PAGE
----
The current pandemic is impacting all aspects of our daily life and all parts of our society. Some of those who have been sentenced to serve prison time as a result of the college admissions scandal are now requesting to serve their sentence at home due to the health risks associated with the global pandemic. Michele Janavs, an heir to the Hot Pockets (frozen sandwich) fortune, was previously sentenced to five months in prison. Her attorney has indicated that she has an underlying condition that would make her very vulnerable to COVID-19 while serving her prison sentence. He stated, "If Ms. Janavs were to surrender to custody, she is highly likely to become infected with COVID-19. And because of her underlying condition, she faces a much higher risk than others of serious complications, hospitalization, or death from the virus."
Ms. Janavs admitted to paying $100,000 to college admissions scandal kingpin, Rick Singer, to have someone fraudulently correct her two daughters' ACT exams, and agreeing to pay $200,000 to have one daughter recruited as a beach volleyball player to aid her admission to the University of Southern California. In the sentencing hearing, Judge Nathaniel Gorton found Ms. Janavs’ claim that she cheated because she loved her children to be bogus. In addition, the Judge equated her behavior with bribing a public official and indicated that prison was a requirement in her sentence to deter others from engaging in similar misconduct. She is additionally ordered to two years of supervised release and after her 5-month jail sentence, she is required to conduct 200 hours of community service and pay a $250,000 fine.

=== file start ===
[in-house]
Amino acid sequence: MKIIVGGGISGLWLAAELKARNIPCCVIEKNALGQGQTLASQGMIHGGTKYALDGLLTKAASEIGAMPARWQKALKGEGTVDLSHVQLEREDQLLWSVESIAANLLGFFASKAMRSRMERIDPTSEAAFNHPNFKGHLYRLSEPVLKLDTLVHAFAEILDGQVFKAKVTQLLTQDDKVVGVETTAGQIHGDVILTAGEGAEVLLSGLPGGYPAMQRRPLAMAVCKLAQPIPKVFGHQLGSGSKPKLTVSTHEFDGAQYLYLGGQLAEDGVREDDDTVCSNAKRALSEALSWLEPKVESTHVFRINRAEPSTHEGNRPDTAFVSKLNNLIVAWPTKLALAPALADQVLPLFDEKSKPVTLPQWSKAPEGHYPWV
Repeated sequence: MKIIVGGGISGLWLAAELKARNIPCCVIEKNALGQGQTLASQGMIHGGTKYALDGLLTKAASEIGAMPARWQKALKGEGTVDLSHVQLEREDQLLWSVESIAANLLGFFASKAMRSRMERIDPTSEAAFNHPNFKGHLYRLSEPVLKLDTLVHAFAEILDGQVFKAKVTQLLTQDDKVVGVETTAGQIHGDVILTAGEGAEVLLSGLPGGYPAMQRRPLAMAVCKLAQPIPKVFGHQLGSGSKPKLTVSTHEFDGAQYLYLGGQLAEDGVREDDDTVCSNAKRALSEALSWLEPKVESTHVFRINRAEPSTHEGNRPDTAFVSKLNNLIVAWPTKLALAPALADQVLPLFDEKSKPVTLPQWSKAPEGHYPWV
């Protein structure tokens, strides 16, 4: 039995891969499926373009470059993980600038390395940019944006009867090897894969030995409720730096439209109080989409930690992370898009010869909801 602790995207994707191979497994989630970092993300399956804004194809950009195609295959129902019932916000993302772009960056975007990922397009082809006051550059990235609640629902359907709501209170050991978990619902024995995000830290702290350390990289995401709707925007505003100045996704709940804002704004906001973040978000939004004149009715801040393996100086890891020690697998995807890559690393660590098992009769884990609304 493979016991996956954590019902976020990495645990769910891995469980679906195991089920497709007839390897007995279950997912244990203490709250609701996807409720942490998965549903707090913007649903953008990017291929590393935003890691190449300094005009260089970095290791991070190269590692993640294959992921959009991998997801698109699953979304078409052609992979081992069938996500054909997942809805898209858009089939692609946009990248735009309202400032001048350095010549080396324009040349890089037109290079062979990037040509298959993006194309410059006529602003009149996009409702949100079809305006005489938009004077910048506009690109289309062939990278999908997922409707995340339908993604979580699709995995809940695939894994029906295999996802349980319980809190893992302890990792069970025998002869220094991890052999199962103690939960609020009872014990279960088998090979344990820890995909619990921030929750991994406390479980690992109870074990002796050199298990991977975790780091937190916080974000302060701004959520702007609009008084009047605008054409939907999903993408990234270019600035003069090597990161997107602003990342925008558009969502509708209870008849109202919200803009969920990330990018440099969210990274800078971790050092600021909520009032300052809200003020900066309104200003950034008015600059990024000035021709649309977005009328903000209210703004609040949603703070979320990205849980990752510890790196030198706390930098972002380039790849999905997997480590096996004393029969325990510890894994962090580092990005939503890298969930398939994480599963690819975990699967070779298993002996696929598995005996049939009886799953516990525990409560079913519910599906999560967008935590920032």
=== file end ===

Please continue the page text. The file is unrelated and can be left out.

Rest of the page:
Currently, there are no cases of COVID-19 at the minimum-security prison to which Ms. Janavs has been assigned. However, Judge Gorton has freed another parent who was sentenced to prison time in the college admissions scandal to prevent him from contracting the virus.